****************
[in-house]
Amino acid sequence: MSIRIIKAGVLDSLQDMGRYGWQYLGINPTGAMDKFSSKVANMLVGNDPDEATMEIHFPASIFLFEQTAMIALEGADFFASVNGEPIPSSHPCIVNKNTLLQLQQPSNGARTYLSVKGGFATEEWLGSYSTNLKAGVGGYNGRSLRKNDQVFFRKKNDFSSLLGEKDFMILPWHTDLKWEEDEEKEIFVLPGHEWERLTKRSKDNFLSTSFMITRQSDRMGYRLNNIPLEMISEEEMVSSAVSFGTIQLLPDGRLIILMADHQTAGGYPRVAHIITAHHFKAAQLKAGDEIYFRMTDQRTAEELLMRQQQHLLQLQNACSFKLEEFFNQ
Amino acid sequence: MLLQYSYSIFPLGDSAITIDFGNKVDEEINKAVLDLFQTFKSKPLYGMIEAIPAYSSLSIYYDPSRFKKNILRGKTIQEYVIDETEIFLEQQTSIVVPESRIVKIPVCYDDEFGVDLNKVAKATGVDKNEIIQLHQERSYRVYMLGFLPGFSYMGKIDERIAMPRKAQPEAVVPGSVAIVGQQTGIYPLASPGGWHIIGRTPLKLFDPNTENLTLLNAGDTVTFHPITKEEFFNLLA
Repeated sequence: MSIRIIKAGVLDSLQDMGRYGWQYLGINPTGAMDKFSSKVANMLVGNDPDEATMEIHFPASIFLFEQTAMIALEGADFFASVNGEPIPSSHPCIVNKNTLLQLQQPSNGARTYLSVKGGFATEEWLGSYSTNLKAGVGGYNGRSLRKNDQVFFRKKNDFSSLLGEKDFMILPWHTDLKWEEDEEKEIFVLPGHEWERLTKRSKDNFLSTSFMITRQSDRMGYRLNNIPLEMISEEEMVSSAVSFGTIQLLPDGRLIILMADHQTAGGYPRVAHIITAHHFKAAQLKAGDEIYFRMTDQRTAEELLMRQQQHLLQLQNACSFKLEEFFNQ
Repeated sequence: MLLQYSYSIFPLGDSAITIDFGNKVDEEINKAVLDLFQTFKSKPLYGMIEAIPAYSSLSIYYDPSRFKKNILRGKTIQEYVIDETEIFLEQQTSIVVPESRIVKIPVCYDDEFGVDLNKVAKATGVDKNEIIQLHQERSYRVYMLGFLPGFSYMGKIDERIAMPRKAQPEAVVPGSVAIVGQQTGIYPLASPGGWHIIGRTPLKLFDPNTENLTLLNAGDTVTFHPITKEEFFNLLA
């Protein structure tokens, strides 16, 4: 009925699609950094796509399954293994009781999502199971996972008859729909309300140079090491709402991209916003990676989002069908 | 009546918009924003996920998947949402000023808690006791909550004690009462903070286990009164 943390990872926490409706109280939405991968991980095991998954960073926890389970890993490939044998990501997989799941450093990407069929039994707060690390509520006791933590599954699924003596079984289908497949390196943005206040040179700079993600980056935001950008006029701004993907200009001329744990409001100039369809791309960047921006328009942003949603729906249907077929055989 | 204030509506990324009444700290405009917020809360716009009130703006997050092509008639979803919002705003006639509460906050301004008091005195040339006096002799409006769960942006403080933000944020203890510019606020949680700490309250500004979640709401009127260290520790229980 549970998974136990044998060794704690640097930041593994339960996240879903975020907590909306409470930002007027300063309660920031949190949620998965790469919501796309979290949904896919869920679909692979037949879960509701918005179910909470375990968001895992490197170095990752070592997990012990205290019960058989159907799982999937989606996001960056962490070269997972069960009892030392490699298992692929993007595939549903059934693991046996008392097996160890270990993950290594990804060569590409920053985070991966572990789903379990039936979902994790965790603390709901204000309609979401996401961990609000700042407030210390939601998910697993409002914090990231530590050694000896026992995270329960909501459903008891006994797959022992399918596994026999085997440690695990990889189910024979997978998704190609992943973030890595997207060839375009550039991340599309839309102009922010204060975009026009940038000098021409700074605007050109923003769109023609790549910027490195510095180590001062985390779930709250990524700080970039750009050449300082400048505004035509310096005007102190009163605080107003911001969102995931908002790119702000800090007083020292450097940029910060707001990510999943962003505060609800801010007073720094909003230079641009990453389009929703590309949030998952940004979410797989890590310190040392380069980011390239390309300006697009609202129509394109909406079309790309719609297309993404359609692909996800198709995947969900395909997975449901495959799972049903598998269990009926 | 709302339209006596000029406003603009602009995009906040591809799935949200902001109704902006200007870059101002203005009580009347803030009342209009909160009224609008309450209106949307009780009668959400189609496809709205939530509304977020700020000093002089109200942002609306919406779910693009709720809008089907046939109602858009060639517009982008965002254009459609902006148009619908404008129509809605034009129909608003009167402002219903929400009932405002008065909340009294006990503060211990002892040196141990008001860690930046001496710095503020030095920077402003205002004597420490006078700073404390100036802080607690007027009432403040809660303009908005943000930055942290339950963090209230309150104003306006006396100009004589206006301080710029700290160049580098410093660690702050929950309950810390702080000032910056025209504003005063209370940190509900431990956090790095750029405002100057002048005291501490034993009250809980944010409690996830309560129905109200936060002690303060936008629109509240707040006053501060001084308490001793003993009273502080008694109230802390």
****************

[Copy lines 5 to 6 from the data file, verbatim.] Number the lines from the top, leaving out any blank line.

Repeated sequence: MLLQYSYSIFPLGDSAITIDFGNKVDEEINKAVLDLFQTFKSKPLYGMIEAIPAYSSLSIYYDPSRFKKNILRGKTIQEYVIDETEIFLEQQTSIVVPESRIVKIPVCYDDEFGVDLNKVAKATGVDKNEIIQLHQERSYRVYMLGFLPGFSYMGKIDERIAMPRKAQPEAVVPGSVAIVGQQTGIYPLASPGGWHIIGRTPLKLFDPNTENLTLLNAGDTVTFHPITKEEFFNLLA
């Protein structure tokens, strides 16, 4: 009925699609950094796509399954293994009781999502199971996972008859729909309300140079090491709402991209916003990676989002069908 | 009546918009924003996920998947949402000023808690006791909550004690009462903070286990009164 943390990872926490409706109280939405991968991980095991998954960073926890389970890993490939044998990501997989799941450093990407069929039994707060690390509520006791933590599954699924003596079984289908497949390196943005206040040179700079993600980056935001950008006029701004993907200009001329744990409001100039369809791309960047921006328009942003949603729906249907077929055989 | 204030509506990324009444700290405009917020809360716009009130703006997050092509008639979803919002705003006639509460906050301004008091005195040339006096002799409006769960942006403080933000944020203890510019606020949680700490309250500004979640709401009127260290520790229980 549970998974136990044998060794704690640097930041593994339960996240879903975020907590909306409470930002007027300063309660920031949190949620998965790469919501796309979290949904896919869920679909692979037949879960509701918005179910909470375990968001895992490197170095990752070592997990012990205290019960058989159907799982999937989606996001960056962490070269997972069960009892030392490699298992692929993007595939549903059934693991046996008392097996160890270990993950290594990804060569590409920053985070991966572990789903379990039936979902994790965790603390709901204000309609979401996401961990609000700042407030210390939601998910697993409002914090990231530590050694000896026992995270329960909501459903008891006994797959022992399918596994026999085997440690695990990889189910024979997978998704190609992943973030890595997207060839375009550039991340599309839309102009922010204060975009026009940038000098021409700074605007050109923003769109023609790549910027490195510095180590001062985390779930709250990524700080970039750009050449300082400048505004035509310096005007102190009163605080107003911001969102995931908002790119702000800090007083020292450097940029910060707001990510999943962003505060609800801010007073720094909003230079641009990453389009929703590309949030998952940004979410797989890590310190040392380069980011390239390309300006697009609202129509394109909406079309790309719609297309993404359609692909996800198709995947969900395909997975449901495959799972049903598998269990009926 | 709302339209006596000029406003603009602009995009906040591809799935949200902001109704902006200007870059101002203005009580009347803030009342209009909160009224609008309450209106949307009780009668959400189609496809709205939530509304977020700020000093002089109200942002609306919406779910693009709720809008089907046939109602858009060639517009982008965002254009459609902006148009619908404008129509809605034009129909608003009167402002219903929400009932405002008065909340009294006990503060211990002892040196141990008001860690930046001496710095503020030095920077402003205002004597420490006078700073404390100036802080607690007027009432403040809660303009908005943000930055942290339950963090209230309150104003306006006396100009004589206006301080710029700290160049580098410093660690702050929950309950810390702080000032910056025209504003005063209370940190509900431990956090790095750029405002100057002048005291501490034993009250809980944010409690996830309560129905109200936060002690303060936008629109509240707040006053501060001084308490001793003993009273502080008694109230802390």